Forensic psychology in popular culture
Recently, forensic psychology has grown in popularity in the media and among younger generations. For example, many recent docuseries on Netflix feature forensic psychological content, including Making a Murderer and Sins of our Mother. Other TV shows and movies such as Criminal Minds, Manhunter, Mindhunter, and Silence of The Lambs have widely popularized the practice of criminal profiling, particularly within the Federal Bureau of Investigation's (FBI) Behavioral Analysis Unit (BAU).
One example of a well-known case that used forensic psychology was Ted Bundy's sentencing. Ted Bundy was a serial killer and rapist in the 1970s who after being arrested three times, confessed to killing 36 women. In 1980, he went to trial and was evaluated by multiple psychology professionals to determine his ability to stand before the court.
After his first arrest, Dr. Al C. Carlisle evaluated Bundy and reported finding two distinct personas. Carlisle found he could be normal and friendly but evil simultaneously. Carlisle diagnosed Bundy with a dependent personality disorder. A dependent personality disorder is defined as individuals doubting their abilities and having an intense need to be taken care of.
Another evaluation from the prosecution's expert, psychiatrist Dr. Hervey Cleckley, found that Bundy was a psychopath. A psychopath is an individual who is detached, selfish, and possesses a lack of empathy. Cleckley stated that Bundy was a psychopath but could handle himself enough to stand trial. Dorothy Ottnow Lewis, a psychiatrist from New York, supported the diagnosis of a psychopath.
The results from the multiple psychologist evaluations determined that Ted Bundy was fit to stand before the court.
Training and education
Forensic psychology involves both elements of basic as well as applied work. Forensic psychologists may hold a Ph.D. or Psy.D. in clinical psychology, counseling psychology, social psychology, organizational psychology, school psychology, or experimental psychology under accredited institutions. Additionally, 2 years of supervised experience in their field is necessary. There are no specific license requirements in the United States to be a forensic psychologist, although U.S. states, territories, and the District of Columbia require licensure for psychologists in the state they intend to practice. Certification specifically in forensic psychology is also available.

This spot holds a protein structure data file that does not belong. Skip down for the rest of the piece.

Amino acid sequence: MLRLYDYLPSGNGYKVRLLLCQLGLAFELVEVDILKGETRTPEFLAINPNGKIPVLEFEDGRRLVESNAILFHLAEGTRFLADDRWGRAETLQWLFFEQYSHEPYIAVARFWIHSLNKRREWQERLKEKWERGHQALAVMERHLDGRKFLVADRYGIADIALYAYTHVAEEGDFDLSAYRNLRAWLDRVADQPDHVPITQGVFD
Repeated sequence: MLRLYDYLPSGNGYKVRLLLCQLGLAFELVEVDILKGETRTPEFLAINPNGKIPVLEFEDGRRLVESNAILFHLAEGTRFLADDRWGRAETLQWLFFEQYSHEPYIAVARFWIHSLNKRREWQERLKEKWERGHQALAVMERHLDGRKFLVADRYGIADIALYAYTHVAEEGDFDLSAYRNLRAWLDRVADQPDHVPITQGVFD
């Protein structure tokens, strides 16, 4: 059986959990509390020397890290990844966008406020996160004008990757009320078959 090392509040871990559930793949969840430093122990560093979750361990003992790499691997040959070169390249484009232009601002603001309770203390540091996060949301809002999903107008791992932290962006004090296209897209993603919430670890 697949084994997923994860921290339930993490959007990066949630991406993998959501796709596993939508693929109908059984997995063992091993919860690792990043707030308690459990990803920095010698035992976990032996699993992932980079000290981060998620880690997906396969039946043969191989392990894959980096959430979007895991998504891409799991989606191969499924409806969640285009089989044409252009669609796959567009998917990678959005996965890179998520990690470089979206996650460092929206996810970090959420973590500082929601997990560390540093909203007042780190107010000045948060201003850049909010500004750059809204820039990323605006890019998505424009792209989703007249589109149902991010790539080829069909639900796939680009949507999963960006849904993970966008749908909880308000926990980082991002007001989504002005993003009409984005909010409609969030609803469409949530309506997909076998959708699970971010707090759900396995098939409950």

There are 65 forensic psychology degree programs offered in the US. Average tuition cost is $9,475 in-state and $25,856 out-of-state.
There is a wide range of pay for individuals in the forensic psychology field. In the United States, the median annual income of clinical-forensic psychologists is $125,000 - $149,999, and the pay can range from $50,000 (entry-level) a year to more than $350,000 a year.
Practice and research in forensic psychology
Forensic psychology may be utilized in five major areas (police and public safety, law, crime and delinquency, victimology and victim services, and corrections) and two sub-areas (family and schools).
Forensic psychologists complete evaluations and assessments to assess a person's psychological state for legal purposes. Reasons for completing these evaluations can involve acquiring information for criminal court (such as insanity or incompetence), for criminal sentencing or parole hearings (often regarding a potential intellectual disability that prevents sentencing or one's risk of recidivism), for family court (including child custody or parental termination cases), or civil court (involving, for example, personal injury, competence to manage one's financial affairs, and psychological autopsies especially as related to testamentary capacity). Additional assessments that these professionals can perform include school threats. There is great debate about whether these Forensic Psychological evaluations constitute as health care treatment, with most arguments claiming they do not. It is important to note that while a forensic psychologist is responsible for assessing and reporting results of an evaluation, they do not make decisions on "ultimate issues" such as competence to stand trial or service-connected disability for U.S. military veterans. Instead, the information provided by the expert evaluator is analyzed and is ruled on by the court which ordered the evaluation to take place.
Forensic psychologists may be asked to administer psychological interventions to those requiring or requesting services in both criminal and civil cases. Regarding criminal cases, forensic psychologists can work with individuals who have already been sentenced to reduce the likelihood of repeating their offense. Other treatments are frequently put together in these case, especially for substance use disorder, sex offenders, mental illness, or anger management. As for civil proceedings, forensic psychology treats families going through divorce cases, custody cases, and psychological injuries due to trauma. Treatment often occurs in forensic and state psychiatric hospitals, mental health centers, and private practices.